Where is Teams?
How do I start a Teams meeting?
I need to collaborate with my colleagues, which tool can support us working together?
Common questions? Maybe especially in these times when the quarantine forces organisations with their employees to embrace digital tools in order to be able to get work done.
In this article you’ll find 3 tips on how to start the Teams implementation quick.
First tip, Teams configuration baseline workshop.
So in order to rollout Teams quick to your organisation you’ll need to set a default configuration for Teams in your tenant. Do not focus on different policies for different groups in the beginning.
Preparation: List all settings from the Teams portal.
Participants: People who have the mandate to take decisions.
Workshop: Go through each setting with the end user experience and decide directly how it should be configured. If you have the correct participants, this workshop will be done in less then 3 hours.
Configuration: After the workshop you will have the complete configuration baseline for Teams. In less than half a day the configuration is done in the admin portal.
Documentation: After the workshop you will have a great document for your documentation. Hopefully you filled in why you configured as you decided during the meeting in case someone questions the configuration in the future.
Second tip, team governance.
In some organisations it fits with having an open creation of teams for all end users but by experience this tender to get to an uncontrolled environment with having end user being members in a lot of teams, some might fit the same purpose.
Some organisations want to have a more controlled ordering process of a new team and IT can claim viable governance data in this ordering process.
So first decision is if creation should be controlled or open for everyone.
If you choose controlled creation then do not look directly on an fully automated solution for this, have a simple form for end users to fill in with.
Data IT can claim during this process is:
- Owners (tip is to have two owners at least)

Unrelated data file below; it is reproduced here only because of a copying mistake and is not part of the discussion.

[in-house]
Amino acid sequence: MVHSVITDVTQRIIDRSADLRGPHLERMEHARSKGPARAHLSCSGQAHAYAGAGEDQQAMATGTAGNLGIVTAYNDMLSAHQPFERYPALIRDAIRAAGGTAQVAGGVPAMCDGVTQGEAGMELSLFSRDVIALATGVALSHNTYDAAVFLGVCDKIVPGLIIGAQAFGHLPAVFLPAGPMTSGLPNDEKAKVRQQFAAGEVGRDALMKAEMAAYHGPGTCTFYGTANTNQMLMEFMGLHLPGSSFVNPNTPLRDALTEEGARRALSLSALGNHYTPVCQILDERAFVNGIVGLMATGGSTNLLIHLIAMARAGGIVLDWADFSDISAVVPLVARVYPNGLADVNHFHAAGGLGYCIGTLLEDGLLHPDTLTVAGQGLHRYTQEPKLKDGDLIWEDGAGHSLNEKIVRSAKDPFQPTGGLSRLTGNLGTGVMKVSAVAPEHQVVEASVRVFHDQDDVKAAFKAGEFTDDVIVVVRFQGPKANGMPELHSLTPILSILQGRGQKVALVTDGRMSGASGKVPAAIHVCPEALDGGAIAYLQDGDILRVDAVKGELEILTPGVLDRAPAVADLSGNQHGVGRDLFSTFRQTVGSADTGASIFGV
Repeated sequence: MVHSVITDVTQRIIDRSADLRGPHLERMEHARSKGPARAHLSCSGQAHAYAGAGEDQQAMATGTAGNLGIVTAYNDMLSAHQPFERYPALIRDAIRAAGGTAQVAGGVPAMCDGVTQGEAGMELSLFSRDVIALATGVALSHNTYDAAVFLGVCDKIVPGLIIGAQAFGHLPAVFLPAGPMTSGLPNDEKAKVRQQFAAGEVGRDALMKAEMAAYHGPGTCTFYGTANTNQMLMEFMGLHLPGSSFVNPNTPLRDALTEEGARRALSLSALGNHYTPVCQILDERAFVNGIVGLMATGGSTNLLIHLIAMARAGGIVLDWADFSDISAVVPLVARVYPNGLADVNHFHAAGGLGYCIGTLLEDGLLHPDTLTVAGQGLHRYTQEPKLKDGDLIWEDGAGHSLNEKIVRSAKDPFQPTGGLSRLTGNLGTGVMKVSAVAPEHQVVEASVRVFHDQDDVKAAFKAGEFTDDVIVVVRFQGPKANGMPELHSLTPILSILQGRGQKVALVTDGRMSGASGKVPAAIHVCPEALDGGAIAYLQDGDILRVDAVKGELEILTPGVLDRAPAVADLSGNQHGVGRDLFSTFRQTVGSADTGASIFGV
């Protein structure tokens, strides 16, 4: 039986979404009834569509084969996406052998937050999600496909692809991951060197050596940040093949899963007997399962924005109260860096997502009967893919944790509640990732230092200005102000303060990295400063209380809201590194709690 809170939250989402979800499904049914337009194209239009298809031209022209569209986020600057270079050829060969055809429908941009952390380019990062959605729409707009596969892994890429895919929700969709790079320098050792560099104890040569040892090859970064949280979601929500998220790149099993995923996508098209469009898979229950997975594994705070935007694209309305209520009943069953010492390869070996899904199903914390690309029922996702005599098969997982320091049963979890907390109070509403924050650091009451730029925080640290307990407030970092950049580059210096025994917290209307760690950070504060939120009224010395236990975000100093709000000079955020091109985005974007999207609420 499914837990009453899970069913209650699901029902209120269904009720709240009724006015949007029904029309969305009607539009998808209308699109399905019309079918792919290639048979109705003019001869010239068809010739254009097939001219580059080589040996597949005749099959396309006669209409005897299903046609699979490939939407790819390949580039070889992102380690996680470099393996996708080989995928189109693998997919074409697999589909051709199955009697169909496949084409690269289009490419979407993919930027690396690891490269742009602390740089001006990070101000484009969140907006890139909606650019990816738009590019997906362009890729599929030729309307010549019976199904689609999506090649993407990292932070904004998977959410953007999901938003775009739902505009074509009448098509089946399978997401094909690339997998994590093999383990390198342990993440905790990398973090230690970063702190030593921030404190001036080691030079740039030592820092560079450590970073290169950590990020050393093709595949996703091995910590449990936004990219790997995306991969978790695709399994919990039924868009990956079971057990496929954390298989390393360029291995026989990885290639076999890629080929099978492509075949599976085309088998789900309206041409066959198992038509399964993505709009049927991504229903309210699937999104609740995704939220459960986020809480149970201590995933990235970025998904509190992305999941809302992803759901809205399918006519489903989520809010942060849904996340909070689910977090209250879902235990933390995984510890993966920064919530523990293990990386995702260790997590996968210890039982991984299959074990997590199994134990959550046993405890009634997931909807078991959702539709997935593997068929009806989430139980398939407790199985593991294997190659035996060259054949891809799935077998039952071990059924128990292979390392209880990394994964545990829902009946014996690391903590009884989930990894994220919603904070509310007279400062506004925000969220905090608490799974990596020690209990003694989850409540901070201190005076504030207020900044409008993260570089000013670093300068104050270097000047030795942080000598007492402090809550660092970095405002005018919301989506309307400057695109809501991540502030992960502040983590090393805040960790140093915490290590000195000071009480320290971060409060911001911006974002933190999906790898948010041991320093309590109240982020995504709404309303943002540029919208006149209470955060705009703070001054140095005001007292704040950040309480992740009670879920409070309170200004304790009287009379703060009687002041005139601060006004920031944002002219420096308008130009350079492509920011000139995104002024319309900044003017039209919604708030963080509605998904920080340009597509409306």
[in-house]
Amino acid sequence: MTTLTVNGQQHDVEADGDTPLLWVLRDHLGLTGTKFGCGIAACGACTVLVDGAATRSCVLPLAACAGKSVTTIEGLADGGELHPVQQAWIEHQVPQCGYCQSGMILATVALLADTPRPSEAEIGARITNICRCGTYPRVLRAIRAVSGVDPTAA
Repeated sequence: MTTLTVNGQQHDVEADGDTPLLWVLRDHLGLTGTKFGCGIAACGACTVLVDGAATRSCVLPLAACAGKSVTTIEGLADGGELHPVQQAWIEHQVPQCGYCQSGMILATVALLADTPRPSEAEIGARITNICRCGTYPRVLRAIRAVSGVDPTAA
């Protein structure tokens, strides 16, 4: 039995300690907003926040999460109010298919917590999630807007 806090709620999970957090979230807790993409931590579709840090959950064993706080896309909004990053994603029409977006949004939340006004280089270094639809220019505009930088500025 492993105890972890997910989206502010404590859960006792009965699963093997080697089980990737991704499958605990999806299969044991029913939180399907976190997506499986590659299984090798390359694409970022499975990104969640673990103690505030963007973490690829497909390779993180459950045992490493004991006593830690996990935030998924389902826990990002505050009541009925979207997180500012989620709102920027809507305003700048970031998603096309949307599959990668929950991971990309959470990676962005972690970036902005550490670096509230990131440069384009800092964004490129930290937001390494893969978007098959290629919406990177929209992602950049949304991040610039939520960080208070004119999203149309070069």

- Expected lifetime (forever, 2 years, 1 year, 6 months…)
- Data sensitivity (what type of content will be collaborated in the team)
- Guests (yes/no)
- Open or private team
- Team description
Then you will also need a process of handling orphan teams, team where the owners might have disappeared from your organisation. Someone needs to own the data stored in a team, the IT department can’t do this as well.
Lastly an offboarding process for teams that have exceeded their purpose and that isn’t needed anymore. Should data be archived? Hard delete?
After the release IT can focus on how to automate the ordering and offboarding processes. Maybe in the ordering process offer team templates with different settings depending on sensitivity and guest settings. Maybe some sort of department template and project template. Some organisations builds in an approval flow with the nearest manager.
Have a look at Microsoft’s template “Request-a-team” if you need a quick ordering process.
Third tip, guest governance.
Is guests allowed in your tenant?
Who can invite guests to your tenant?
How long should a guest be a guest in your tenant without renewing their access?
When should you remove guests?
Important questions that you’ll need to have answered when your co-workers starts to collaborate with persons outside your organisation.
Extra tip, be visible.
In successful rollouts I’ve been part of, IT have been visible before, during and after the rollout to help their co-workers with answering questions regarding Teams.
How do we be visible in theese Corona times you might ask yourself.
Be creative, host virtual “Teams coffee breaks” and answer on questions people have regarding Teams or just have a normal coffee break with your co-workers. Have a virtual open mic were you answer questions. Have trainings, 15-30 min per session multiple times.
I’ve written some thoughts about how the whole organisation can start to prepare for a successful Teams launch, read about it here.
Good luck with your Teams launch!